So, first we choose an impact site. I spin my 16-inch Earth globe – around and around it goes, and where it stops, nobody knows – and halt it with my finger. I look at the place that I have picked: it is in the Pacific just east of the Japanese island of Honshu. I do not like that choice; after all, the poor folks there are still picking up the pieces after the giant earthquake-tsunami-reactor meltdown disaster of 11 March 2011, and a nearby impact would be piling on.

I spin the globe again; this time my finger falls on the Atlantic Ocean about 300 kilometers east of The Bahamas. People there have to deal with killer hurricanes, but if this experiment is to have meaning I have to be dispassionate. So, it's east of The Bahamas for our impact site (sorry, Bahamians and their neighbors).

The modeling software allows me to select my distance from the impact point. Of course, I am tempted to put myself far enough away that I could conceivably be in a cafe in Paris, but I will instead suck it up and put myself in harm's way. I'll imagine that I am in Puerto Rico, about 300 kilometers south of the impact point. After all, I've long wanted to visit Puerto Rico to see Arecibo Observatory and old San Juan.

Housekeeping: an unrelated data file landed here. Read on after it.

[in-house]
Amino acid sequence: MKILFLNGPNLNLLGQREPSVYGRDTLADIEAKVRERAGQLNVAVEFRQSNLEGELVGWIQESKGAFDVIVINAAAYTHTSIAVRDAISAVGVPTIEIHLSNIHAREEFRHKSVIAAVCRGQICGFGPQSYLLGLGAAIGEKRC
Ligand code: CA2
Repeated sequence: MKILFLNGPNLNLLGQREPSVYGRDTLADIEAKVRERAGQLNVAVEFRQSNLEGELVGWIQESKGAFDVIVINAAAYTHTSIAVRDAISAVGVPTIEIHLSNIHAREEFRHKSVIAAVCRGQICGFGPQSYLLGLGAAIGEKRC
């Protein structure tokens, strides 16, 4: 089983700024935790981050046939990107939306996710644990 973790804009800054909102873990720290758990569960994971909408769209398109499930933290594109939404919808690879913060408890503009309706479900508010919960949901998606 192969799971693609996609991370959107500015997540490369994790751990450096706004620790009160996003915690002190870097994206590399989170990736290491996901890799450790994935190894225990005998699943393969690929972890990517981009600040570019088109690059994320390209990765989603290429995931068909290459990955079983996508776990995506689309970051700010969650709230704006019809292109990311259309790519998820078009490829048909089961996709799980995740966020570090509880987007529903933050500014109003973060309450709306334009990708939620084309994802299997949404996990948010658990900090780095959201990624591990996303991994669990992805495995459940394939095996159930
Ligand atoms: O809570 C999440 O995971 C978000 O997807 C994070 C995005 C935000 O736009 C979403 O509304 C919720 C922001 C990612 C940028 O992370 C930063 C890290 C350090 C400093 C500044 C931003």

Next, I will enter the impactor's size, starting with 2004 BL86 by itself (I will add the newly found moon later). Now I need to decide on its density. I select "dense rock" with a mass of 3000 kilograms per cubic meter. The average asteroid impact velocity at the top of Earth's atmosphere is 17 kilometers per second, but I will ramp it up a bit to 23 kilometers per second because of the shape of 2004 BL86's orbit about the Sun. The most probable impact angle is 45°, so I’ll go with that. I want to avoid "peculiar impact parameters," after all.